Recently, both peer-reviewed medical literature and the popular media have addressed the issue of increasing radiation exposure from diagnostic imaging. The main focus of these reports has been the potential for developing cancer years after exposure to as little as one CT scan with the risk increasing with each additional CT scan. Most of the studies estimating the increased risk of developing a cancer from exposure to ionizing radiation from diagnostic imaging have used data from atomic bomb survivors or those exposed to radiation from the Chernobyl nuclear reactor accident The validity of this data has been questioned. However, a new prospective study published online in the journal Lancet (Pearce MS et al, Radiation exposure from CT scans in childhood and subsequent risk of leukemia and brain tumours: a retrospective cohort study, Lancet, 2012; Published Online, June 7, 2012, DOI:10.1016/S01406736(12)60815-0) found that there is a very small but real increased risk of children developing brain tumors or leukemia after exposure to radiation from CT scans of the head. The authors of the study followed a group of children and adolescents who had at least one CT scan of the brain between 1985 and 2008 for a non cancer indication. Based on the findings from this one study, patients should not refuse CT scans when their benefits outweigh the risks.
Questions Parents Should Ask
When a healthcare provider recommends a CT scan for a child, the parent should ask the following questions:
Is the scan really necessary? In many cases CT is the best, fastest and safest test for the clinical problem. Parents should always inquire as to whether or not another test such as ultrasound or MRI can be done.
Does the site performing the study participate in the Image Gently campaign? This program was developed by the Alliance for Radiation Safety in Pediatric Imaging to educate clinicians, technologists, physicists and parents of the importance of radiation protection when imaging children. The program provides educational resources for parents and for imaging providers as to how to achieve excellent quality CT imaging of children while using the lowest possible dose of radiation thus minimizing the risks for any future problems related to radiation exposure.
Is the imaging facility accredited in pediatric CT by the American College of Radiology (ACR)? Is the technologist performing the study certified by the American Registry of Radiologic Technologists (ARRT)? Does the technologist have advanced certification in CT?
Is the physician interpreting the CT scan board certified by the American Board of Radiology?
Parents should also keep records of the imaging tests that their children have had and the associated radiation exposure from those tests.
At CareCore National, we strongly believe in the importance of using evidence-based medicine to determine the appropriate use of diagnostic imaging performed in the safest environment, using state of the art equipment and interpreted by the most qualified clinicians. We work with health plans to decrease unnecessary repeat imaging by providing clinicians access to both the images and reports of prior examinations. Our imaging precertification program is based on well researched criteria for imaging which is constantly changing to keep up with the changes in medicine. These criteria are available to the public and health care providers on our website. In addition, we work closely with health plans to be sure that the facilities participating in their imaging networks provide high quality, low dose, and safe imaging. We recommend that health plans only include radiologists who are board-certified by the American Board of Radiology in their networks. We recommend that all of these radiologists participate in the Image Gently campaign described above and that they are accredited in adult and pediatric CT by the American College of Radiology. We strongly believe that the public should have access to the highest quality most appropriate diagnostic imaging studies performed in the safest possible environment. We have the ability to track the number of CT scans that a patient has received.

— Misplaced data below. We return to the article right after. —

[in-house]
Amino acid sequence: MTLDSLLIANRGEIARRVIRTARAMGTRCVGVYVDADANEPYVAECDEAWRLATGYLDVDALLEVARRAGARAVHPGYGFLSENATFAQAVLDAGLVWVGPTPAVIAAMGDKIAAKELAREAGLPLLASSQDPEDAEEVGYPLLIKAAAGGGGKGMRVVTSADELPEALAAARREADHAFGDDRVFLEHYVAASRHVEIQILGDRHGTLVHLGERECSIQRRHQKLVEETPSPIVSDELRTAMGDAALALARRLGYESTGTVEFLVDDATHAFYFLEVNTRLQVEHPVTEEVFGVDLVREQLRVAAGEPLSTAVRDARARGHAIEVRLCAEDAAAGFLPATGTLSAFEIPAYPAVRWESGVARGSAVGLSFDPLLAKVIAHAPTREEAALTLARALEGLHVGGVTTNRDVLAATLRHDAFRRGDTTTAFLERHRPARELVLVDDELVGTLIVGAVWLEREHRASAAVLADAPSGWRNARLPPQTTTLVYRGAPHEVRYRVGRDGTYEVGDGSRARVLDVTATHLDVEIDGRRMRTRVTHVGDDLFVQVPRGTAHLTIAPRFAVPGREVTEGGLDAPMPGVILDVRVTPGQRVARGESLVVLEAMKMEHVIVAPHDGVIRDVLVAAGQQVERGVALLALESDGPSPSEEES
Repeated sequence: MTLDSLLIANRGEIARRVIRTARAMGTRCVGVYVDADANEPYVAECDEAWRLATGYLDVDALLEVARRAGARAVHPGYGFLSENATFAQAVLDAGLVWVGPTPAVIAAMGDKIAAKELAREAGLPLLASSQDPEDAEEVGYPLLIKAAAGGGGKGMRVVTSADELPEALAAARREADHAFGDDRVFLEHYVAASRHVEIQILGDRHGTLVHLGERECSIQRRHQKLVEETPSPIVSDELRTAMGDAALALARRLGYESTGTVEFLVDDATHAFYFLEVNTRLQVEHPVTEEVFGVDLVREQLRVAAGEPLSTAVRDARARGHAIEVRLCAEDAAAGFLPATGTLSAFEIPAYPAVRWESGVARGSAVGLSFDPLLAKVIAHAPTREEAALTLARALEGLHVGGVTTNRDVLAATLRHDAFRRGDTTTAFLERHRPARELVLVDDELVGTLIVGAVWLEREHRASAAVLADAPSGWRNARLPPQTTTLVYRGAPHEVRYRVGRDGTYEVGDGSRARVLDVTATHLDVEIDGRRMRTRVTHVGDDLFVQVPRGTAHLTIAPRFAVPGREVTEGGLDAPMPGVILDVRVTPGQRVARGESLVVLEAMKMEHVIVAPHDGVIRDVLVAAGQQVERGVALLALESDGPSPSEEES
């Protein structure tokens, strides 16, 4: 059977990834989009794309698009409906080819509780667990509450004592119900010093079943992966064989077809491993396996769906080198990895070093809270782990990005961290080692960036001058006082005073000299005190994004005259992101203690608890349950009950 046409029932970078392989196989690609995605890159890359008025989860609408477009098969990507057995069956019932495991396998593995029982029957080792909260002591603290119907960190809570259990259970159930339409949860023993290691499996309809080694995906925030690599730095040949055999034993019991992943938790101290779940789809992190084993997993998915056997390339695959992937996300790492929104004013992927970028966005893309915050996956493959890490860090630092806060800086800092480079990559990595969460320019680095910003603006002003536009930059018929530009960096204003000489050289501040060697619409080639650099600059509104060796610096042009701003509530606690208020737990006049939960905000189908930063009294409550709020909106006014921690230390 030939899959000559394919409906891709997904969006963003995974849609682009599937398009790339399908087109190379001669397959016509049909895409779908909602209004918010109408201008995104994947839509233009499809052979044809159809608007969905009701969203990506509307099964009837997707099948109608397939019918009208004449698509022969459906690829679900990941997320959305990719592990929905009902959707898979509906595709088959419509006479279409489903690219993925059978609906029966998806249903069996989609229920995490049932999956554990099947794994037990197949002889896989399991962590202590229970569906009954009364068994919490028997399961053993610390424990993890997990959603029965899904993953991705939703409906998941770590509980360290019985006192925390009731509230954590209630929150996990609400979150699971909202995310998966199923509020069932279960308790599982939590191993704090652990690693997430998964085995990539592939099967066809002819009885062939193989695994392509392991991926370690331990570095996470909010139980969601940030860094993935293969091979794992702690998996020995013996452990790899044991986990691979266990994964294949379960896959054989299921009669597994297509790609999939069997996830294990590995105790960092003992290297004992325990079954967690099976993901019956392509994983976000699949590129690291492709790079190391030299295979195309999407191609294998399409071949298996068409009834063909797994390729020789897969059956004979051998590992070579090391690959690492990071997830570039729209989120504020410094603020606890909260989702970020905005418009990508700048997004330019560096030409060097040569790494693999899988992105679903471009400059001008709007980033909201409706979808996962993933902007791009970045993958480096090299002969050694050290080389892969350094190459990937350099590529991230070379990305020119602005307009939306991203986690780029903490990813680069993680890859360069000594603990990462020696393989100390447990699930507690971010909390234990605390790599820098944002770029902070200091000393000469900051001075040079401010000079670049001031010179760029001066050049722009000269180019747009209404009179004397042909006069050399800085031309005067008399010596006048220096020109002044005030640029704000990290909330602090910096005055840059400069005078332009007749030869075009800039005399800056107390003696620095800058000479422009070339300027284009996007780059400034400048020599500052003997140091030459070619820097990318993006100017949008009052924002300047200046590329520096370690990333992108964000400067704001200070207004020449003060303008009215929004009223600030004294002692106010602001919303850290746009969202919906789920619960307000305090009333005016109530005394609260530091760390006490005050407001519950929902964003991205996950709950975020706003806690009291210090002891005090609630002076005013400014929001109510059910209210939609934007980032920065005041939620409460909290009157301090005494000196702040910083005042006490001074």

We also support the use of dose reduction protocols as well as dose reduction devices on CT scanners without degradation of the diagnostic quality of images and the suggestion that all imaging reports contain the dose or exposure from the examination. In addition, we have a program to track the number of CT scans that individuals have had and can provide this information to ordering physicians. If clinically appropriate, we can recommend alternative imaging that does not involve the use of ionizing radiation.